NC General Assembly

7-time Mayor of Charlotte and Republican nominee for Governor of North Carolina. At Cary Innovation Center, July 11, 2012.
Hal Goodtree / Creative Commons/Flickr

Post updated: 3:55 p.m.

Gov. Pat McCrory says he will veto Senate Bill 2. In an email, McCroy said he plans to stop a plan to give magistrates the ability to opt out of performing weddings based on strongly held religious beliefs.

Opponents of the measure have called it a pathway to descrimination of same-sex couples. Supporters call it a religious freedom measure. McCrory's announcement comes just hours after state lawmakers approved the bill.

Photo: A graffiti painting at an intersection in Asheville
It's Tea / Flickr

State lawmakers are expected to send Gov. Pat McCrory on Wednesday a bill that would make graffiti vandalism a felony if performed by repeat offenders.

Under House Bill 552, which was approved unanimously by the House and is expected to get final approval from the Senate, anyone who has two or more prior convictions for graffiti vandalism or violates the law against it at least five times within two months could be charged with a felony. The offender could face up to 39 months in jail.

Photo: 10 people were arrested outside the offices of North Carolina Senate Leader Phil Berger.
Jorge Valencia

Police officers arrested 10 protesters at the North Carolina General Assembly on Friday, as the protesters chanted and called on Republican lawmakers to put a referendum on a statewide ballot to raise the minimum wage.

Officers handcuffed the protesters outside the office of Senate Leader Phil Berger (R-Rockingham) after they refused to leave the building past its posted 5 p.m. closing time. 

Officers took protesters to the Wake County Detention Center and charged them with second degree trespassing, said police Chief Jeff Weaver.

An image of a handgun
RabidSquirrel / pixabay

One morning this month, Kaaren Haldeman, an anthropologist in Durham, sent her three sons to school and drove to downtown Raleigh. There, down the hallways of the North Carolina General Assembly building, she led two mothers who were pushing babies in strollers.

“Have you been in this building much?” she asked them. “It's like a labyrinth.”

A picture of the US Supreme Court building.
Daderot / Wikipedia

 

 Voting districts are back on the table for the North Carolina Supreme Court, but not by choice.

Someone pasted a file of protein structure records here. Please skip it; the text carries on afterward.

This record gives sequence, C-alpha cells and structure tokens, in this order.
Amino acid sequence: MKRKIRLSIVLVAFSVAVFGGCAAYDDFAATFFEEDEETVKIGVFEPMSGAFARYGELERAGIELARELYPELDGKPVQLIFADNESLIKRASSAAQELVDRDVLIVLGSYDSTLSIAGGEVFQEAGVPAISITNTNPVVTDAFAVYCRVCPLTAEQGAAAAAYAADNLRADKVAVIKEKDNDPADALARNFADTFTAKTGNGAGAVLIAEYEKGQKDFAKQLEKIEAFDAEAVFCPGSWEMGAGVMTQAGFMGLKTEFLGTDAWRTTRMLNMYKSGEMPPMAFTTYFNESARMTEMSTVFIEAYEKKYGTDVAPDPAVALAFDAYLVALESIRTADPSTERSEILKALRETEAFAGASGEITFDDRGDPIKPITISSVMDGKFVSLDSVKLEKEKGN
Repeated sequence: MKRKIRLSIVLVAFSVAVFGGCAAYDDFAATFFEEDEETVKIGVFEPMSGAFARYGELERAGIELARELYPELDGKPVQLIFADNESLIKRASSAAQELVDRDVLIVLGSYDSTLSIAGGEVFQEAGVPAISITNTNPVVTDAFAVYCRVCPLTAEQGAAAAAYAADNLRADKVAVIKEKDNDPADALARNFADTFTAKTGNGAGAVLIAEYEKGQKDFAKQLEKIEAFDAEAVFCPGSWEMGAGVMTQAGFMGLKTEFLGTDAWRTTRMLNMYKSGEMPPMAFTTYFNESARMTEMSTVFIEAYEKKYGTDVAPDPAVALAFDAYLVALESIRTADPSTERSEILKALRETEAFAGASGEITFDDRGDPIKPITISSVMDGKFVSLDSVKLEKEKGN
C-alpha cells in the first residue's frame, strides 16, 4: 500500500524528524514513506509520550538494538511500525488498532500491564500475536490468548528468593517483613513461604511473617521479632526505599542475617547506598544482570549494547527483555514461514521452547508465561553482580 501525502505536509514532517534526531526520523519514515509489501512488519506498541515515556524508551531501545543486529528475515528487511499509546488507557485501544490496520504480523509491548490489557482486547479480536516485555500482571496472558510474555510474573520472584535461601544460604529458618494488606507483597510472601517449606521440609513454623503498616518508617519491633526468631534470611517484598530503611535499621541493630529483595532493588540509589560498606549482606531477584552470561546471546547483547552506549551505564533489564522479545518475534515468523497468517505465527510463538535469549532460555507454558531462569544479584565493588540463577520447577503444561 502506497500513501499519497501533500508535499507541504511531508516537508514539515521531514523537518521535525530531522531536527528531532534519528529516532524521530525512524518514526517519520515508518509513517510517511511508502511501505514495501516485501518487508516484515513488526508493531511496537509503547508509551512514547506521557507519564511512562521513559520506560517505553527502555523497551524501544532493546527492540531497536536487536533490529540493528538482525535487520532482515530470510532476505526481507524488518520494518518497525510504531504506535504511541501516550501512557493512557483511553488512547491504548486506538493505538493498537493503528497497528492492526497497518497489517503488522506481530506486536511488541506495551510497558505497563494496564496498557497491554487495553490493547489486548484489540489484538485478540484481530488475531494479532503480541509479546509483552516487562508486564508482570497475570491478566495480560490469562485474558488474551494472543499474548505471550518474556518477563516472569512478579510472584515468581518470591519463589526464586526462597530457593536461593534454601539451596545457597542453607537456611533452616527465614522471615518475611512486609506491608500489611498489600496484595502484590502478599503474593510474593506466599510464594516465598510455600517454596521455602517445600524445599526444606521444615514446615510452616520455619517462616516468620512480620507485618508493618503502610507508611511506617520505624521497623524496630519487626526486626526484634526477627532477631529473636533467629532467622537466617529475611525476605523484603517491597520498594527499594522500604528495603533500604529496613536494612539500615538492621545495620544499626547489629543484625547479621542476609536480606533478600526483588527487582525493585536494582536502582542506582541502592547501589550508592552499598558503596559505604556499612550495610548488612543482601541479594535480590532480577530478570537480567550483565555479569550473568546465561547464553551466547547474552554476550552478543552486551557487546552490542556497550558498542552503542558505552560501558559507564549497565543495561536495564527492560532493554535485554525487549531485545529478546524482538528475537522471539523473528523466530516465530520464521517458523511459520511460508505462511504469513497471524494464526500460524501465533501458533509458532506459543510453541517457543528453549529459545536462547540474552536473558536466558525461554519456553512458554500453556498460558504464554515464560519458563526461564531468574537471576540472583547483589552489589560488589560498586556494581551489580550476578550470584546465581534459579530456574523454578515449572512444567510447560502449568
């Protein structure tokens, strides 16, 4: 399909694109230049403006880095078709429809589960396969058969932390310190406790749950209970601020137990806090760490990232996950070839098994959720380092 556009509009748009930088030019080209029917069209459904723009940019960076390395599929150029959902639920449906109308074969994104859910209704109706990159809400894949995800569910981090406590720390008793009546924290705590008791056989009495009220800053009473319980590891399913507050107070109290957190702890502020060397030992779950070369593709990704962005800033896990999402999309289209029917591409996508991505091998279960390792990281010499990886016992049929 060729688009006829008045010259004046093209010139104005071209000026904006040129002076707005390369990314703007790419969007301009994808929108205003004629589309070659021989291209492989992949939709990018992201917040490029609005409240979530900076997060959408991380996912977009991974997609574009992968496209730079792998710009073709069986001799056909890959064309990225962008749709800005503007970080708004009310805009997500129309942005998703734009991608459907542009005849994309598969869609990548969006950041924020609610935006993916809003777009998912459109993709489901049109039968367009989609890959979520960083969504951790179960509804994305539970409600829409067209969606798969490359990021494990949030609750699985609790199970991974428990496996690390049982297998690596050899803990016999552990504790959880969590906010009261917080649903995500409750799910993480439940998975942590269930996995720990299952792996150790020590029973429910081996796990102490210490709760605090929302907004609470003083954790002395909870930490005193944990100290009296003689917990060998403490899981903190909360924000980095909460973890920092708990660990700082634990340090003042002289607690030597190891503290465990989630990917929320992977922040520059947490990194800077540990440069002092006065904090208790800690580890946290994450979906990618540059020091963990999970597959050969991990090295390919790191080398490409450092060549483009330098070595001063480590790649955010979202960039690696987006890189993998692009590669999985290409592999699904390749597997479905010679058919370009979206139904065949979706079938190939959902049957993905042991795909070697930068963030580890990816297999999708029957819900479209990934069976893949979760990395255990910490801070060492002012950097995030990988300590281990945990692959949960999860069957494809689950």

The U.S. Supreme Court threw out the state Supreme Court ruling on Monday that upheld Republican-drawn legislative and congressional districts. It ordered the North Carolina Supreme Court to reconsider whether the redistricting of 2011 relied too heavily on race.

 

Photo: The North Carolina General Assembly's Legislative Building
Jorge Valencia

From gay marriage to puppy mills, North Carolina state legislators have filed more than 1,600 bills this legislative session and they are not even halfway done.

Many bills will not make it through the General Assembly, but some are still causing a stir.

Political Junkie Ken Rudin

Feb 13, 2015

The governor and the legislature are at odds over changes at the Department of Transportation concerning layoffs and the gas tax. 

Plus, President Obama chose North Carolina native Loretta Lynch to fill the attorney general position, but her confirmation hearings have been delayed. 

Host Frank Stasio talks with political junkie Ken Rudin about these stories and other political news around the state.

high school students
Vancouver Film School via Flickr/Creative Commons

The North Carolina Department of Public Instruction has released letter grades for every school in the state.

They are based on standardized testing and academic growth. The report says 29 percent of them got a D or an F last year, which by law prompts them to notify parents of their low grades.

Supporters of the new evaluation system say it is more comprehensive. Opponents say it is not an accurate depiction of public education.

Photo: Map of North Carolina
Flickr user Lindley Ashline

A coalition of Democratic and Republican state representatives wants to cede their responsibility to draw North Carolina's electoral districts, to non-partisan staff or a non-partisan commission.

They say they want to take politics out of the process, but similar efforts have failed for more than 20 years.

The North Carolina General Assembly is back to work in Raleigh and lawmakers are filing dozens of bills.

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